Sherlock Holmes: A Game of Shadows – 27 Second Review

Jude Law as Dr. Watson from Sherlock Holmes: Game of Shadows

Written by: Michele and Kieren Mulroney, based on the characters created by Sir Arthur Conan Doyle
Directed by: Guy Ritchie
Starring: Robert Downey Jr., Jude Law, Jared Harris, Noomi Rapace, Stephen Fry, Rachel McAdams

Review: While not as much fun as the first one (few things are), it’s still a successful character-driven blow-shit-up-athon. Downey Jr. and Law are just as good as ever, Harris does evil mastermind quite well, and Fry is always good, even while nude. And while the slow-mo zoomy bits are excessive, the visual rewards are there too.

Time: 14 seconds


By | 2017-09-24T22:33:57+00:00 January 7th, 2012|27 Seconds, Reviews|0 Comments

Wayhomer Review #96: Sherlock Holmes: A Game of Shadows

Jared Harris as Moriarty and Robert Downey Jr. as Sherlock Holmes in Sherlock Holmes: A Game of Shadows

Episode #96 for Sherlock Holmes: A Game of Shadows, in which our protagonist tries to explain the difference between having fun and trying to have fun, touts excellent performances by the leads and neglects to mention that the ability to call down slo-mo must mean Holmes possesses the Speed Force.

Wayhomer Review of the first film is here.

By | 2017-09-24T22:34:28+00:00 December 19th, 2011|Reviews, Video Podcasts, Wayhomers|4 Comments

Sherlock Holmes (2009) – 27 Second Review

Sherlock Holmes poster

Written by: Michael Robert Johnson, Anthony Peckham & Simon Kinberg, based on a story by Johnson & Lionel Wigram, based on characters created by Arthur Conan Doyle
Directed by: Guy Ritchie
Starring: Robert Downey Jr., Jude Law, Mark Strong, Rachel McAdams, Eddie Marsan

Review: After the putrid retch that was Revolver, it’s good to see that Guy Ritchie is back making them awesome. I’d waited for this movie for a long time, and I’m happy to report that it did not disappoint. The kicksplode was a special type of Victorian brand…and extensive to boot. Also: Doilies!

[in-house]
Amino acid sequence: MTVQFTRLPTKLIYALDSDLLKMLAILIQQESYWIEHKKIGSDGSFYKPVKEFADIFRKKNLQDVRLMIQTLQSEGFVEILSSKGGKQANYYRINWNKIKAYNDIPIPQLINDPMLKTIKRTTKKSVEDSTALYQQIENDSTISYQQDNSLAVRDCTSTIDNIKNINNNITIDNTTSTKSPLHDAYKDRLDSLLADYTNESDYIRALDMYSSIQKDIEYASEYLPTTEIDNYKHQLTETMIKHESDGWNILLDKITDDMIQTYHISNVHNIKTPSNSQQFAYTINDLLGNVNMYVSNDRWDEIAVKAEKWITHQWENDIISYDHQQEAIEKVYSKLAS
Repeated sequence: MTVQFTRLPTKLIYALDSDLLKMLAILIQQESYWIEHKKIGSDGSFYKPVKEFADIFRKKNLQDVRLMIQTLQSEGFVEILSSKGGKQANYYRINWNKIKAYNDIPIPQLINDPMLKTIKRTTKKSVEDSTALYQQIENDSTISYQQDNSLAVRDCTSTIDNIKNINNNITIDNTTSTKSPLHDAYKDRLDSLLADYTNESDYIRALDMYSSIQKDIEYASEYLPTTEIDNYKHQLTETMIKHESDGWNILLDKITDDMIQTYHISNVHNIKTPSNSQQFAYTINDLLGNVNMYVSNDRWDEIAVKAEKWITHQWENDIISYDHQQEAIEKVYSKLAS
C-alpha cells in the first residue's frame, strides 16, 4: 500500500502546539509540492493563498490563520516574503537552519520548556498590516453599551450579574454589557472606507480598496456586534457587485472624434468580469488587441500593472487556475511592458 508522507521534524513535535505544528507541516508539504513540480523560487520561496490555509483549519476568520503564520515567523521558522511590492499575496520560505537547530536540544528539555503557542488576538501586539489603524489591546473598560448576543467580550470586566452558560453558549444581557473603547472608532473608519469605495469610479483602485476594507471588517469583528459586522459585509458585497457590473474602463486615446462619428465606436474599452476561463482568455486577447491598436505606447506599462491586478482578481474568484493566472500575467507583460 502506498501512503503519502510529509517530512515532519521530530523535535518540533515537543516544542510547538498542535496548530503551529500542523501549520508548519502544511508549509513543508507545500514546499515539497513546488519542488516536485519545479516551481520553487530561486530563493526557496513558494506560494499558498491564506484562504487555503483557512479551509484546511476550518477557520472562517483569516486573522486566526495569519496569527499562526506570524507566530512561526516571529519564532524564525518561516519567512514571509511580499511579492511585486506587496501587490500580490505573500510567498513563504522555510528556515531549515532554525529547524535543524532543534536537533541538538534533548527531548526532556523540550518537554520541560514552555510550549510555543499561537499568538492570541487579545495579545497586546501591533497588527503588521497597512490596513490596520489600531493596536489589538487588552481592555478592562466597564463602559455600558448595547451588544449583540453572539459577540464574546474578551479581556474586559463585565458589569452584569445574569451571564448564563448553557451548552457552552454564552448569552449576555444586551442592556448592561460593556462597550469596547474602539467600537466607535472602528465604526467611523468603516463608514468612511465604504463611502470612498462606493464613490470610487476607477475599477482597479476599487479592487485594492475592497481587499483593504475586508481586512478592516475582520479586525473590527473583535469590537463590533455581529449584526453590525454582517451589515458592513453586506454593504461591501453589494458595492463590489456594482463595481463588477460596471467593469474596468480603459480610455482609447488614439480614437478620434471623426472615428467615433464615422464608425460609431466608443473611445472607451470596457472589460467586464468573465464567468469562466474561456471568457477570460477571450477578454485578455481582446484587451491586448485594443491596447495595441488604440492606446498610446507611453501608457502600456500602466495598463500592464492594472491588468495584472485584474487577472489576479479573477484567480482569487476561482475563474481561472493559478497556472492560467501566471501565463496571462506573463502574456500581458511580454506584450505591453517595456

Time: 13 seconds


By | 2017-09-24T22:55:53+00:00 January 1st, 2010|27 Seconds, Reviews|2 Comments

Stuff You Need to Know, Friday, September 19, 2008

Bill Bailey
  • Bill Bailey is saying “never mind” to Never Mind the Buzzcocks after eleven series as a team captain. Guest captains will take over opposite Phill Jupitus for the new series, starting next month. Simon Amstell is indeed back to host. Bailey has stepped down reportedly due to “other work commitments.” I would say, if you can snag him, Noel Fielding, who sat in for Bailey previously, would make a great replacement. I’m sure I’m not alone in this sentiment. Source: Chortle.
  • Couples Retreat sounds like it might be amusing. At first, the four couples at a tropical island resort setup sounds like California Suite, which might be good. But then you cast Vince Vaughn, Jon Favreau, Jason Bateman and comedian Faizon Love and it gets more interesting. Then you tell me Favreau’s the scribe–and Peter Billingsley is making his directorial debut on it. Yes, that Peter Billingsley. Apparently the retreat in question is for couples therapy–that’s mandatory. So whether you need or not, you’re going. This is apparently what Favreau is doing before hopping on the Iron Man 2 train with production on that starting next year. Speaking of which, did you catch the Billingsley cameo in Iron Man? I sure as hell didn’t realize that was him. Ken had to tell me. Source: Variety.